Conrad “Nick” Carter was born at Oatlands on May 19th, 1879 to George Carter II and Katherine Powell. He was the youngest of four with two sisters and one brother. Though it is uncertain when he learned to play, his love of baseball clearly came early on in life. As a teenager attending Phillips Exeter Academy in Exeter, New Hampshire, he pitched for their baseball team.
Nick excelled at pitching and had an illustrious college career at the University of Virginia. In a game against Washington and Lee, he was recorded as having “pitched a steady game.” Against Cornell, Nick was “the feature of the game.” While in college, he also began playing in the minor leagues. In the summer of 1899, he played for the Dayton Veterans and the Wheeling Stogies. In 1905, 1906, and 1907, he played for the Syracuse Stars and was exceedingly popular among the fans.
In 1908, baseball manager Connie Mack scouted Nick while he was playing for Syracuse in the New York State League. He played one season with the Philadelphia Athletics before returning to the minors. In 1914, the major league team the Brooklyn Federals offered Nick a contract. Declining for unknown reasons, Nick and his wife, Elizabeth, moved to Maryland in the 1920’s to run a farm. The pitcher never gave up his love for baseball, continuing to manage minor league teams.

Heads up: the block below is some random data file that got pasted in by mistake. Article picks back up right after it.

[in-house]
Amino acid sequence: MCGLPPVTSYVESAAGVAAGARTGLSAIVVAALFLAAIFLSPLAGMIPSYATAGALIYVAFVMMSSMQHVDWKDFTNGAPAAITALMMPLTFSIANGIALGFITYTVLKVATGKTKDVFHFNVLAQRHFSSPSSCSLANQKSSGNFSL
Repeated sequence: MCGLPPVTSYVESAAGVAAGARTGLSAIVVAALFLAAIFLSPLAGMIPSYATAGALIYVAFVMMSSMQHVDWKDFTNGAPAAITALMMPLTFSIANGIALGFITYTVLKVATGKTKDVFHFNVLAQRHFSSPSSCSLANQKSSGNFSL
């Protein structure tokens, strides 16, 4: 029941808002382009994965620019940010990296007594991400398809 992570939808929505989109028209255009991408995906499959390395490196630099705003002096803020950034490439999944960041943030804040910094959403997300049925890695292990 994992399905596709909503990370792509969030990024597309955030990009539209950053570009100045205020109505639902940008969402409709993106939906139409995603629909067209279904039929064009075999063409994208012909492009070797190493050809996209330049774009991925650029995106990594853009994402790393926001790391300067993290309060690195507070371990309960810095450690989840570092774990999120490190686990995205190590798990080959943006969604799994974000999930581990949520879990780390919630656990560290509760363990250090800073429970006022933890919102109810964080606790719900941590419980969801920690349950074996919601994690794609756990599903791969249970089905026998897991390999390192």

Nick passed away on November 23rd, 1961. Shortly before his passing, he submitted his information to the Baseball Hall of Fame. He was asked, “if you had to do it all over, would you play professional baseball again?” His reply was simple, “certainly would.”